Return to Proposal Finder FY 2000 Proposal 199007800

Proposal Table of Contents

Additional Documents

Section 1. General Administrative information
Section 2. Past accomplishments
Section 3. Relationships to other projects
Section 4. Objectives, tasks and schedules
Section 5. Budget
Section 6. References
Section 7. Abstract

Reviews and Recommendations
Title Type File Size File Date


Section 1. General Administrative Information

Title of Project Proposal Evaluate Predator Removal: Large-Scale Patterns
BPA Project Proposal Number 199007800
Business name of agency, institution,
or organization requesting funding
U.S. Geological Survey
Business acronym (if appropriate) USGS
 

Proposal contact person or principal investigator

Name James H. Petersen
Mailing Address 5501A Cook-Underwood Rd.
City, State, Zip Cook, WA 98605
Phone 5095382299 236
Fax 5095382843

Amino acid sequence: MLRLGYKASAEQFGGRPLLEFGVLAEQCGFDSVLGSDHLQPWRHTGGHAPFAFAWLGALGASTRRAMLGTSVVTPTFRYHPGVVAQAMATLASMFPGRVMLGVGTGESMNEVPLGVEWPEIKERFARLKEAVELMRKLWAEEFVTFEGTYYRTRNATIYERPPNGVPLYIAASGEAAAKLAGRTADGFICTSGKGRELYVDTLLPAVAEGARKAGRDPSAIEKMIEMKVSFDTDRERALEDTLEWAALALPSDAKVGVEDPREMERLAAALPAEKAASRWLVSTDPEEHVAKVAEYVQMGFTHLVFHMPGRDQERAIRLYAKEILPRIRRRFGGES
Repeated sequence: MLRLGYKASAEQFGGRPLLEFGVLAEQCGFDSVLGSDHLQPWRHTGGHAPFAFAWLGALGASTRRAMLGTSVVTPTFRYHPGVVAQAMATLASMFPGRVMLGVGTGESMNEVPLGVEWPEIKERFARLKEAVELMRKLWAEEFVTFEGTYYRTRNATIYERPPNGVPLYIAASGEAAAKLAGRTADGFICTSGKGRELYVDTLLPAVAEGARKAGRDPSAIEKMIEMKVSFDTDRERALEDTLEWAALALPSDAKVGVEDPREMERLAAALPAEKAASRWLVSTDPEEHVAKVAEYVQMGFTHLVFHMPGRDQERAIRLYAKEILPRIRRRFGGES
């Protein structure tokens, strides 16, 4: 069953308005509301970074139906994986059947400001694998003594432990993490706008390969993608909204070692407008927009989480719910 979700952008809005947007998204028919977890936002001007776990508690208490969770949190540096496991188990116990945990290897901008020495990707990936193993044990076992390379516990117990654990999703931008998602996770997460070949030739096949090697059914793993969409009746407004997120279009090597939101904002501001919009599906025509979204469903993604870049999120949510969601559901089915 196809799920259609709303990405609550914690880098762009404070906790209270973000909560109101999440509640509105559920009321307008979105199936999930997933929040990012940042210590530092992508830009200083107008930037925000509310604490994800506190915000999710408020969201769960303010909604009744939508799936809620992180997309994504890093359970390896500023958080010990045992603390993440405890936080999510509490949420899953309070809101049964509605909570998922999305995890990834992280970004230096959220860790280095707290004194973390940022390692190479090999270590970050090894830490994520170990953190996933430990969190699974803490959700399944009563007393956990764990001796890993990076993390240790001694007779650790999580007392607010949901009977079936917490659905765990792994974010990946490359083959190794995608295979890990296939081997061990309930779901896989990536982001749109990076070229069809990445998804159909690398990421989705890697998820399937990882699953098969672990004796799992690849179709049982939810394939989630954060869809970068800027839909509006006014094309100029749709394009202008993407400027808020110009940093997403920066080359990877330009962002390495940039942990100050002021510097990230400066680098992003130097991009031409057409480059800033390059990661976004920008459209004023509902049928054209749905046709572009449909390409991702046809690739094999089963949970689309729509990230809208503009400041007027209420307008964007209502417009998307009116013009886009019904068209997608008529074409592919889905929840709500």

E-mail jim_petersen@usgs.gov
 
Manager of program authorizing this project
 
Review Cycle FY 2000
Province Mainstem/Systemwide
Subbasin Systemwide
 
Short Description Evaluate causes of large-scale geographic patterns in predation on juvenile salmon by northern pikeminnow. Examine complex interactions of temperature, juvenile salmon, and juvenile American shad on predation patterns in mainstem rivers.
Target Species Northern pikeminnow, juvenile salmonids, juvenile American shad


Project Location

[No information]


Reasonable and Prudent Alternatives (RPAs)

Sponsor-Reported Relevant RPAs

Sponsor listed no RPAs for this project proposal

Relevant RPAs based upon NMFS & BPA Review

NMFS and BPA did not associate any reasonable and prudent alternatives with this project proposal